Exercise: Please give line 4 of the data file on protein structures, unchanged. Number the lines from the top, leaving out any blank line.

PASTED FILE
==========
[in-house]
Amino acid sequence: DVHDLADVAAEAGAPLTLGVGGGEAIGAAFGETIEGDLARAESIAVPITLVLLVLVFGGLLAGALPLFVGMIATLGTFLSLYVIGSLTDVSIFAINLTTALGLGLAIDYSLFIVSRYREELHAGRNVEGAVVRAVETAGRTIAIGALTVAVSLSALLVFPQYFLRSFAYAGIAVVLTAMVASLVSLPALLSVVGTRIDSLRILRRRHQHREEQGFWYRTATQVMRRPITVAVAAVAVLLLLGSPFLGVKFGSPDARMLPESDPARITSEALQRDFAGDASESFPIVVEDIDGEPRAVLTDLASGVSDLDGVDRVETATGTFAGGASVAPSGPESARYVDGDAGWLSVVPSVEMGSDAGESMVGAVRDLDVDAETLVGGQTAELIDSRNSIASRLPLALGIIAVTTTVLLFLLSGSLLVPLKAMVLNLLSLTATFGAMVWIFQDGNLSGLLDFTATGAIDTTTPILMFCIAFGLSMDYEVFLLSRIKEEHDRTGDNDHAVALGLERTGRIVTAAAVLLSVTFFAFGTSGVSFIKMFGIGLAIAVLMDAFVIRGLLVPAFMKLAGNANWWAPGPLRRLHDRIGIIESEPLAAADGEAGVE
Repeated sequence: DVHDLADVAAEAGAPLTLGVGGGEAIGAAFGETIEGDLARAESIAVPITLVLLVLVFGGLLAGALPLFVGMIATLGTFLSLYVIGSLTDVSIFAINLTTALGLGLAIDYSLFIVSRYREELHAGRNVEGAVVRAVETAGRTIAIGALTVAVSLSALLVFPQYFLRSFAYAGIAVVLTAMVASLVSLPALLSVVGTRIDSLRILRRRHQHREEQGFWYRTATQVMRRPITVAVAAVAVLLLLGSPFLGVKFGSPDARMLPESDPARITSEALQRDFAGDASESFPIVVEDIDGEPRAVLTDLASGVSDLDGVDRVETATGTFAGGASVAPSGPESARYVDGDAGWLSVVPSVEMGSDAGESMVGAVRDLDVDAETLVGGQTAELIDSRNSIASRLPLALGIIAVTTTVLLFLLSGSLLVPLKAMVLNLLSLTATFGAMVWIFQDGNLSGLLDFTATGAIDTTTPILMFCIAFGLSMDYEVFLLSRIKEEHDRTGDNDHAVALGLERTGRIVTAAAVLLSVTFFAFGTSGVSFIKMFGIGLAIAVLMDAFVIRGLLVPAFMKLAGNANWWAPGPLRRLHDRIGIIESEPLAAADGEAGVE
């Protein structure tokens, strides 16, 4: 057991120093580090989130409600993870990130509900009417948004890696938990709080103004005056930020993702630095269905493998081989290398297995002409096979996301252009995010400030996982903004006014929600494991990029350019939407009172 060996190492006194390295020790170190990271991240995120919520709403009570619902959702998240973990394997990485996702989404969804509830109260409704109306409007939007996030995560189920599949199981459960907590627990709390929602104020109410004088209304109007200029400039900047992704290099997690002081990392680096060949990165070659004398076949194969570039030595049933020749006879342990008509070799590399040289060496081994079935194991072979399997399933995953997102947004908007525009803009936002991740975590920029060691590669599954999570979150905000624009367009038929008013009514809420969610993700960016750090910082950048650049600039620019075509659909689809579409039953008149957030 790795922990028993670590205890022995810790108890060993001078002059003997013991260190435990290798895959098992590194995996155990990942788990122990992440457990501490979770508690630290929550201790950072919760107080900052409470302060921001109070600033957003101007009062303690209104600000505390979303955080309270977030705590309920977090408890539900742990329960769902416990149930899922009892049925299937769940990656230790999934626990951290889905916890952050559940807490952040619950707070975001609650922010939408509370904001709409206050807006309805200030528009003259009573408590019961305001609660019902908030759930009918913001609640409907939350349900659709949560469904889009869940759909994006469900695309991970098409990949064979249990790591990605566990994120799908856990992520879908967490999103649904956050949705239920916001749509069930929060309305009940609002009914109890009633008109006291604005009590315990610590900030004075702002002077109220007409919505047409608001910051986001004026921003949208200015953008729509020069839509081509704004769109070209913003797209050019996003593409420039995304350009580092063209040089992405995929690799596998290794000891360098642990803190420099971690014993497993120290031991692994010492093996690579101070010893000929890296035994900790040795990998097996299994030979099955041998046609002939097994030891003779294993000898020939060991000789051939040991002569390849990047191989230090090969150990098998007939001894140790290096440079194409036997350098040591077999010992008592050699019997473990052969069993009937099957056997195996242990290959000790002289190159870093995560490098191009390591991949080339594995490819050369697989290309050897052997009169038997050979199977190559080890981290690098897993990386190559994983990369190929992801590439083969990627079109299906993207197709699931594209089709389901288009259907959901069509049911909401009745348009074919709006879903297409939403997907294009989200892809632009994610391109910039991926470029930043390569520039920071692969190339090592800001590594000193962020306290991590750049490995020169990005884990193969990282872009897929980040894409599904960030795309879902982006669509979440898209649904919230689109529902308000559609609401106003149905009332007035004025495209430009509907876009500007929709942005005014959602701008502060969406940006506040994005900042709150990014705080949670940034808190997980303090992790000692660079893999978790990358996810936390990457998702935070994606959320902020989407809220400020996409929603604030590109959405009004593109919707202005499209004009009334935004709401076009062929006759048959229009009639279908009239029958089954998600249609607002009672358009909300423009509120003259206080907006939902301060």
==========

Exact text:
């Protein structure tokens, strides 16, 4: 057991120093580090989130409600993870990130509900009417948004890696938990709080103004005056930020993702630095269905493998081989290398297995002409096979996301252009995010400030996982903004006014929600494991990029350019939407009172 060996190492006194390295020790170190990271991240995120919520709403009570619902959702998240973990394997990485996702989404969804509830109260409704109306409007939007996030995560189920599949199981459960907590627990709390929602104020109410004088209304109007200029400039900047992704290099997690002081990392680096060949990165070659004398076949194969570039030595049933020749006879342990008509070799590399040289060496081994079935194991072979399997399933995953997102947004908007525009803009936002991740975590920029060691590669599954999570979150905000624009367009038929008013009514809420969610993700960016750090910082950048650049600039620019075509659909689809579409039953008149957030 790795922990028993670590205890022995810790108890060993001078002059003997013991260190435990290798895959098992590194995996155990990942788990122990992440457990501490979770508690630290929550201790950072919760107080900052409470302060921001109070600033957003101007009062303690209104600000505390979303955080309270977030705590309920977090408890539900742990329960769902416990149930899922009892049925299937769940990656230790999934626990951290889905916890952050559940807490952040619950707070975001609650922010939408509370904001709409206050807006309805200030528009003259009573408590019961305001609660019902908030759930009918913001609640409907939350349900659709949560469904889009869940759909994006469900695309991970098409990949064979249990790591990605566990994120799908856990992520879908967490999103649904956050949705239920916001749509069930929060309305009940609002009914109890009633008109006291604005009590315990610590900030004075702002002077109220007409919505047409608001910051986001004026921003949208200015953008729509020069839509081509704004769109070209913003797209050019996003593409420039995304350009580092063209040089992405995929690799596998290794000891360098642990803190420099971690014993497993120290031991692994010492093996690579101070010893000929890296035994900790040795990998097996299994030979099955041998046609002939097994030891003779294993000898020939060991000789051939040991002569390849990047191989230090090969150990098998007939001894140790290096440079194409036997350098040591077999010992008592050699019997473990052969069993009937099957056997195996242990290959000790002289190159870093995560490098191009390591991949080339594995490819050369697989290309050897052997009169038997050979199977190559080890981290690098897993990386190559994983990369190929992801590439083969990627079109299906993207197709699931594209089709389901288009259907959901069509049911909401009745348009074919709006879903297409939403997907294009989200892809632009994610391109910039991926470029930043390569520039920071692969190339090592800001590594000193962020306290991590750049490995020169990005884990193969990282872009897929980040894409599904960030795309879902982006669509979440898209649904919230689109529902308000559609609401106003149905009332007035004025495209430009509907876009500007929709942005005014959602701008502060969406940006506040994005900042709150990014705080949670940034808190997980303090992790000692660079893999978790990358996810936390990457998702935070994606959320902020989407809220400020996409929603604030590109959405009004593109919707202005499209004009009334935004709401076009062929006759048959229009009639279908009239029958089954998600249609607002009672358009909300423009509120003259206080907006939902301060």